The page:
US reporters face trial in North Korea

Women journalists who face five years in jail may be used as bargaining chips

David Usborne
Saturday 25 April 2009 00:00
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Two American journalists who were detained by North Korean guards while reporting about refugees on the country's border with China last month are to face trial accused of straying into its sovereign territory with "hostile intent", officials in Pyongyang said yesterday.

The decision to put the women on trial stirred fears they were being held as "political hostages" as North Korea faces off with the US over its alleged nuclear proliferation activities. The reporters, Euna Lee and Laura Ling, work for the online broadcaster Current TV.

The plan for a trial was confirmed by the communist state's official news agency, which said "relevant agencies" of the government had "decided to formally bring them to trial, based on their documented crimes". Observers said the women could face five years in prison each. Another US journalist, Roxana Saberi, who also holds Iranian citizenship, was sentenced to eight years in jail by a court in Iran last week for purportedly spying for the US.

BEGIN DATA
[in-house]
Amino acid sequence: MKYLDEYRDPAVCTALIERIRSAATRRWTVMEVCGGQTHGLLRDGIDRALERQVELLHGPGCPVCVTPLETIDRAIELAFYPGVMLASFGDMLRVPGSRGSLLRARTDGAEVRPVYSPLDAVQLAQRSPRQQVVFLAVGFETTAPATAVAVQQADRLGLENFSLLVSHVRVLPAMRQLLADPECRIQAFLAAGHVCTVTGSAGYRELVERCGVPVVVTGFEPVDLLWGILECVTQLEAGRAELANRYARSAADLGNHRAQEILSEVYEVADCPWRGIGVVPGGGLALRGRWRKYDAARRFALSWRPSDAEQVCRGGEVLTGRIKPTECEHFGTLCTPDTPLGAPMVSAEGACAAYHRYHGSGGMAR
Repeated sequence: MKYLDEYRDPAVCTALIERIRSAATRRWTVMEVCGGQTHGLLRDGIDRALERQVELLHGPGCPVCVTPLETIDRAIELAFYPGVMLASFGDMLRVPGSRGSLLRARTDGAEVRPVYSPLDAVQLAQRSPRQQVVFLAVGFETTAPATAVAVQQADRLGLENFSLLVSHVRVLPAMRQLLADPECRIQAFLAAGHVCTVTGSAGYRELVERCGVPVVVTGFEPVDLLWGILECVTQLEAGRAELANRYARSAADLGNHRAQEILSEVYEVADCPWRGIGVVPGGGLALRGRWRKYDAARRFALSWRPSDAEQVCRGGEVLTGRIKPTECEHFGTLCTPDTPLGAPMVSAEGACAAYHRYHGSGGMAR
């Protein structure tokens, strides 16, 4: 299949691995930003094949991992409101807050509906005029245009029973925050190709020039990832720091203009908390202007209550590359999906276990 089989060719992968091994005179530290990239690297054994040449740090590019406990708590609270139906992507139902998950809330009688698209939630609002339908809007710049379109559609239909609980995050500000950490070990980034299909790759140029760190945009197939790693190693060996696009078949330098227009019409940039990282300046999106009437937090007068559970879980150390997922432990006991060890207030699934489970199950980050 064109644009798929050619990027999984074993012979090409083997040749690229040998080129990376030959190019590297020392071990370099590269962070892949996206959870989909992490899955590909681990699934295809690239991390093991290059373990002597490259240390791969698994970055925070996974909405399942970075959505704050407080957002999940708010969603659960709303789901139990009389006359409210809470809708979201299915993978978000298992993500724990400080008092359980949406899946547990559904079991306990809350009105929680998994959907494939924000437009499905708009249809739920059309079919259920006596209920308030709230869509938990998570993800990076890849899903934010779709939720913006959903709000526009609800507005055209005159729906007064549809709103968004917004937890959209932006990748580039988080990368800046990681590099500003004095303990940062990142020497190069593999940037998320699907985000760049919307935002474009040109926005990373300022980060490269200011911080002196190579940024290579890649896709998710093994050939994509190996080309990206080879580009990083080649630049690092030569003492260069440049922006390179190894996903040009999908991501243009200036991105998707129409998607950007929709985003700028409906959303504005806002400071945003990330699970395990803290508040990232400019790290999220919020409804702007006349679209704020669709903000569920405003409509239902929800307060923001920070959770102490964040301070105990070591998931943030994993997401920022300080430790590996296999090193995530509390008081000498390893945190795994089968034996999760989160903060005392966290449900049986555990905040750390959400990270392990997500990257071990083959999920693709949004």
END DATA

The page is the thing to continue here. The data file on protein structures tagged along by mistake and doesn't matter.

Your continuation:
Any indication that North Korea intends using Lee and Ling as human bargaining chips in future negotiations with the US could worsen an already fragile diplomatic situation.

North Korea started to push its way to the top of Barack Obama's foreign policy priority list when it fired a long-range ballistic missile on 5 April.

A statement of condemnation by the UN Security Council prompted North Korea to eject all UN nuclear inspectors from the country and declare a withdrawal from six-party talks on its nuclear programme.

Last night, the Russian Foreign Minister Sergei Lavrov, said after a visit to Pyongyang that there was still no sign of the North Koreans returning to the negotiating table. Washington is saying little about the reporters publicly. The Swedish government has been working on the case on behalf of the US.

"North Korea is going to make them the most valuable bargaining chip as it can," said Kim Taewoo, a North Korea expert at the Korea Institute for Defense Analyses in Seoul. He said he would expect the trial of the women to be "just a formality".

Ling and Lee were filming a report about North Koreans fleeing their country and the harsh conditions they met upon arrival in China. They were arrested on 17 March, apparently after straying into North Korean territory in an area along the Tumen River, where the frontier between the two countries is not marked.

In the past, North Korea has backed off its nuclear programme and taken steps to decommission its facilities in return for pledges of foreign aid. But the behaviour the North Korean regime of Kim Jong-Il is notoriously hard to predict, which may explain the relatively low-profile response to the incarceration of the two journalists.

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